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Plunder of the Sun (1953)

Approved  |   |  Action, Adventure, Drama  |  26 August 1953 (USA)
6.5
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Ratings: 6.5/10 from 465 users  
Reviews: 15 user | 9 critic

An American insurance adjuster, stranded in Havana, becomes involved with an archaeologist and a collector of antiquities in a hunt for treasure in the Mexican ruins of Zapoteca.

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(screen play), (based on the novel by)
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Cast

Complete credited cast:
...
Al Colby
...
Julie Barnes
...
Anna Luz
Francis L. Sullivan ...
Thomas Berrien
Sean McClory ...
Jefferson
Eduardo Noriega ...
Raul Cornejo
Julio Villarreal ...
Ulbaldo Navarro (as Julio Villareal)
Charles Rooner ...
Captain Bergman
...
Consul (as Douglas Dumbrille)
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Storyline

An American insurance adjuster, stranded in Havana, becomes involved with an archaeologist and a collector of antiquities in a hunt for treasure in the Mexican ruins of Zapoteca. Written by Jim Beaver <jumblejim@prodigy.net>

Plot Summary | Plot Synopsis


Certificate:

Approved | See all certifications »
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Details

Country:

Language:

Release Date:

26 August 1953 (USA)  »

Also Known As:

Das geheimnisvolle Testament  »

Company Credits

Production Co:

 »
Show detailed on  »

Technical Specs

Runtime:

Sound Mix:

(RCA Sound System)

Aspect Ratio:

1.37 : 1
See  »
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Did You Know?

Trivia

Mona Barrie's last movie. See more »

Goofs

At Mitla, Colby shows Julie a hole, indicating that it was a place for offerings to the gods, including human sacrifices. In central America, cenotes (or sinkholes) were used by the native population as water sources and also were used for offerings of human sacrifices and objects. However there are no cenotes at Mitla. See more »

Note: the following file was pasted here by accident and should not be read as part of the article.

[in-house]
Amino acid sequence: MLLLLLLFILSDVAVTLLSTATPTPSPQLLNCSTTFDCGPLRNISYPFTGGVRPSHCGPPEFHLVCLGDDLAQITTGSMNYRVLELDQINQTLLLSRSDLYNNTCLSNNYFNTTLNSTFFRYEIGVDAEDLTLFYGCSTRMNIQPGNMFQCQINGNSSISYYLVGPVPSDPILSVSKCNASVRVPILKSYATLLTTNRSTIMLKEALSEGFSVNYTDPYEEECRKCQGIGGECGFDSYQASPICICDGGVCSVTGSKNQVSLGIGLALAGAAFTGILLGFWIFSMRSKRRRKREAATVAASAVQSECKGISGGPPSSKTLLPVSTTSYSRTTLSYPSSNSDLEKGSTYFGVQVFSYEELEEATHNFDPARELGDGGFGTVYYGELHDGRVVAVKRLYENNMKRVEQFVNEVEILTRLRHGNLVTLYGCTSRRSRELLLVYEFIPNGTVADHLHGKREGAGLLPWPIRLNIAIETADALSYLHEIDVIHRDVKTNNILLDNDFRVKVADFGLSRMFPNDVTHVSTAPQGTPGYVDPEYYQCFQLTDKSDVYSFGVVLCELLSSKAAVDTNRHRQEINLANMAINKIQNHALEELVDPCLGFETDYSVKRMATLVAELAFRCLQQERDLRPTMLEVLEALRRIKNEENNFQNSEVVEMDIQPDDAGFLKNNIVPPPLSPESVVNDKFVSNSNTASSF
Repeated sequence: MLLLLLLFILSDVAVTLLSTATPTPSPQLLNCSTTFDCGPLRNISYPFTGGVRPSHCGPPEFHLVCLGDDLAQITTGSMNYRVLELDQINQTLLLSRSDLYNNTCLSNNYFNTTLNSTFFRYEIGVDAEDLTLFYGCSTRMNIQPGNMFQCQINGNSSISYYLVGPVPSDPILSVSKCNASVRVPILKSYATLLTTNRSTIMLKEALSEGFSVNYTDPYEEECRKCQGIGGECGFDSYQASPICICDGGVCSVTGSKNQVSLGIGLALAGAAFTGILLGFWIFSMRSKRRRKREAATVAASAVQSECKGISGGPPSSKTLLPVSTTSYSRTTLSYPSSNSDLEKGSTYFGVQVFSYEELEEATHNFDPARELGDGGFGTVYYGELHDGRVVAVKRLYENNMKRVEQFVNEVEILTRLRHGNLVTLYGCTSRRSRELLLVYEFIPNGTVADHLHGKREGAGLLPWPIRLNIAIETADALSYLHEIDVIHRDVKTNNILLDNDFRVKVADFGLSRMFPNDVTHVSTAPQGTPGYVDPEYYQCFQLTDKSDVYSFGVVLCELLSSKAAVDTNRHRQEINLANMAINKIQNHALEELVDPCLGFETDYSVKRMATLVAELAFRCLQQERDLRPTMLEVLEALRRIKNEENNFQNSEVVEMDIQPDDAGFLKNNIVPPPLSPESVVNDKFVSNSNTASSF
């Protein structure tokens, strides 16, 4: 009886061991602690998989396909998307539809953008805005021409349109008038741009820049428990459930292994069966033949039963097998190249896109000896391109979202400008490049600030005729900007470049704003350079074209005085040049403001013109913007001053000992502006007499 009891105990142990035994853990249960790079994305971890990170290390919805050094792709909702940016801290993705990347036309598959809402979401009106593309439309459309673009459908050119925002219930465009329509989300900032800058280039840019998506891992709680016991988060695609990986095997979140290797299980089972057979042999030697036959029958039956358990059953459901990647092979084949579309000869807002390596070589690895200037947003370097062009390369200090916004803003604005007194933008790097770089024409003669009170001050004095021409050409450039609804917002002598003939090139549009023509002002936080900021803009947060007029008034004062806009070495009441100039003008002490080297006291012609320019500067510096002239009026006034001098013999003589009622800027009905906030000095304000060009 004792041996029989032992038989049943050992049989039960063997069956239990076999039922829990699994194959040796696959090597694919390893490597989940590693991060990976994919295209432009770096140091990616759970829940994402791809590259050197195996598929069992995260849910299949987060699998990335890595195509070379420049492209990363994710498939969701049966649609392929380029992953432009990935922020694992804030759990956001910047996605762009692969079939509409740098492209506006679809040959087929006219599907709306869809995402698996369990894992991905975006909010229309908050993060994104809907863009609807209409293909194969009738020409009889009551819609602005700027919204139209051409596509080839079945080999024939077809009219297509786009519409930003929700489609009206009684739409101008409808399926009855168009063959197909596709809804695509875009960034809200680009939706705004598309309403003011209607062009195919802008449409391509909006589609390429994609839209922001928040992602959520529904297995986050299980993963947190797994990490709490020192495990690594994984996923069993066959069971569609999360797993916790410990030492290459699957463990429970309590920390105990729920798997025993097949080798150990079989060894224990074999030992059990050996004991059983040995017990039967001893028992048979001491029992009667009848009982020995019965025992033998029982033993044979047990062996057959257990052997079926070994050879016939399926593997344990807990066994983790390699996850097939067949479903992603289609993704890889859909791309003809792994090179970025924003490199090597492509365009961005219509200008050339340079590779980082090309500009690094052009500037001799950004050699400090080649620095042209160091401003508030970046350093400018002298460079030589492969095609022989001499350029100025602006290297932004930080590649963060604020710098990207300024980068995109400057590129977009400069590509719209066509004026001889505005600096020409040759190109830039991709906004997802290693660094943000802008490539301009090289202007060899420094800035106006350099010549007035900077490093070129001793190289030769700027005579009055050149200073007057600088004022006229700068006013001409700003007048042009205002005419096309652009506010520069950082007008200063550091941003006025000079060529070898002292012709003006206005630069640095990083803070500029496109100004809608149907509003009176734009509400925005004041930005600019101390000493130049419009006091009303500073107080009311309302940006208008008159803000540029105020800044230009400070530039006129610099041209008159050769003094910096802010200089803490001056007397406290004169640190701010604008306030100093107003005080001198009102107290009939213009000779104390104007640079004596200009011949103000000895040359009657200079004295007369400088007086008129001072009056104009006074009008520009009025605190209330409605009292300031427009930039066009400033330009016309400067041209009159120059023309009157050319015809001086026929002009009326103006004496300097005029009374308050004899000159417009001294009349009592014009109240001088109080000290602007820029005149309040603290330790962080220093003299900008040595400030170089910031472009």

Quotes

Al Colby: Take a good look at yourself! Who'd want to kiss THAT?
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Crazy Credits

Plunder of the Sun was filmed in its entirety in Mexico in the Zapotecan ruins of Mitla and Monte Alban. We wish to express our gratitude to the wonderful people of Oaxaca, Veracruz and the Churubusco-Azteca Studios in Mexico City for their help and cooperation. See more »

Soundtracks

Sin ella
Written by Enrique Fabregat
Sung by an unidentified singer in the saloon
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User Reviews

 
Greed, Buried Treasure, and Glenn Ford, too!
8 October 2006 | by (Las Vegas, Nevada) – See all my reviews

While much of Glenn Ford's early 1950s film output are unabashedly 'B' movies (he filled the same niche as Robert Mitchum did, at RKO), the movies are, by and large, very entertaining, and "Plunder of the Sun", shot in Mexico for Warners and John Wayne's Batjac Productions, is no exception. Directed by John Farrow, this action drama offers noir elements (an ambiguous hero, a 'fallen' woman, brutal violence, and an 'expressionist' use of light and shadow), John Huston-like characters (reminiscent of both "The Maltese Falcon" and "Treasure of Sierra Madre"), and an actually pretty accurate look at ancient Indian civilizations that built cities with pyramids when Europe consisted of little more than tribes.

Ford is Al Colby, a down-on-his-luck American recruited by rotund Thomas Berrien (Sidney Greenstreet-channeling Francis L. Sullivan) to slip a package through Mexican customs. When Berrien unexpectedly dies, a variety of characters offers Colby money, potential treasure, or his life, in exchange for the mysterious package, which he discovers contains part of an ancient document mapping where a hidden cache of priceless artifacts is buried. Seduced by both beautiful native girl Patricia Medina, who seems involved with all the 'major players', and drunken American 'party girl' Diana Lynn (doing a 'Gloria Grahame' impression), and 'educated' through beatings and genial lectures by the mysterious 'Jefferson' (scene-stealing Sean McClory), Colby teeters between succumbing to the vast wealth the document promises, and 'doing the right thing', and turning everything over to the Mexican authorities, who legally 'own' the artifacts. While Ford's portrayal lacks the subtle shadings of Bogart or Mitchum, he handles the moral dilemma quite well, and he certainly can take a beating!

With much of the action filmed at actual Aztec sites, in Oaxaca, Mexico, the film has an authentic 'feel', is fast-paced, and very watchable.

Certainly worth a look!


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